It's cool to see Parker bringing in non-Thunderbolts consultants such as Hank Pym to aid Luke Cage in attempting to track down his former charges. It's nice to be reminded of how the title's dark corner fits into the rest of the Marvel universe, and Pym and Cage's interplay is terrific. It definitely makes me want to see Parker take on some more Avengers in the future. As the book progresses, Cage and the remaining T-Bolts find themselves face to face with four of Norman Osborn's latest batch of Avengers impostors. Following the requisite throw down, Cage learns that, with the majority of his team lost in time, Trick Shot, Ragnarok, Toxic Doxie, and Ai Apaec, are slated to be the next iteration of the Thunderbolts, now operating under as the Dark Avengers. Cage decides to lead the team, bringing along Skaar as his only real ally among the new line-up.
Since most of the issue is built around setting Cage against the Dark Avengers, and setting up the new direction for the title, the responsibility of making what could otherwise be a fairly procedural issue feel energetic and worthwhile rests squarely on Declan Shalvey's shoulders. Fortunately, he's up to the task, making ample use of texture and shadow to set an uneasy mood not just in the issue's combat sequences, but also during scenes such as Cage and Pym attempting to use Man-Thing's grove to contact the Thunderbolts Tower. Shalvey makes Cage the star of the book, taking him from such highlights as absent-mindedly shooing alligators, to flying into combat full of rage and power.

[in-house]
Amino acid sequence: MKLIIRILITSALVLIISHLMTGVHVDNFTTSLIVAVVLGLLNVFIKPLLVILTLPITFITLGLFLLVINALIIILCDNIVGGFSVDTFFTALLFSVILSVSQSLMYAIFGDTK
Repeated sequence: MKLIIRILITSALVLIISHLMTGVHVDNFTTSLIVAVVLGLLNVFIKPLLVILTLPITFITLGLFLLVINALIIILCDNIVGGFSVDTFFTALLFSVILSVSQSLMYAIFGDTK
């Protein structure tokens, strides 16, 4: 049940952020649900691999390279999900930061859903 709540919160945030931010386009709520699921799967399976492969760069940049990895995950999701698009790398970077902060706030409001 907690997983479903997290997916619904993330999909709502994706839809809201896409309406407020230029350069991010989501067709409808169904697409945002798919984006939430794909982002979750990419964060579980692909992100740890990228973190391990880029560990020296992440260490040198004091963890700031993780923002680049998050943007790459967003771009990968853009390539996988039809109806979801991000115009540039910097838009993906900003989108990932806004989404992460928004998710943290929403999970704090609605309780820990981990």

It's hard to see yet why this title needed to be re-branded, but with the title change aside, the direction still feels organic, relying on the same tension and intrigue that have made Parker's "Thunderbolts" a success. There's still plenty of time for the time-displaced former T-Bolts to show up, and with their story left open-ended, it seems likely that they'll be seen sooner rather than later. Meanwhile, it's time to focus on those characters still in the present, with Abe Jenkins and Songbird also staying on board. This issue is definitely a speed-bump when compared to the racing action of the last several, but as the beginning of a new chapter, it works, propped up largely by the quality of the creative team.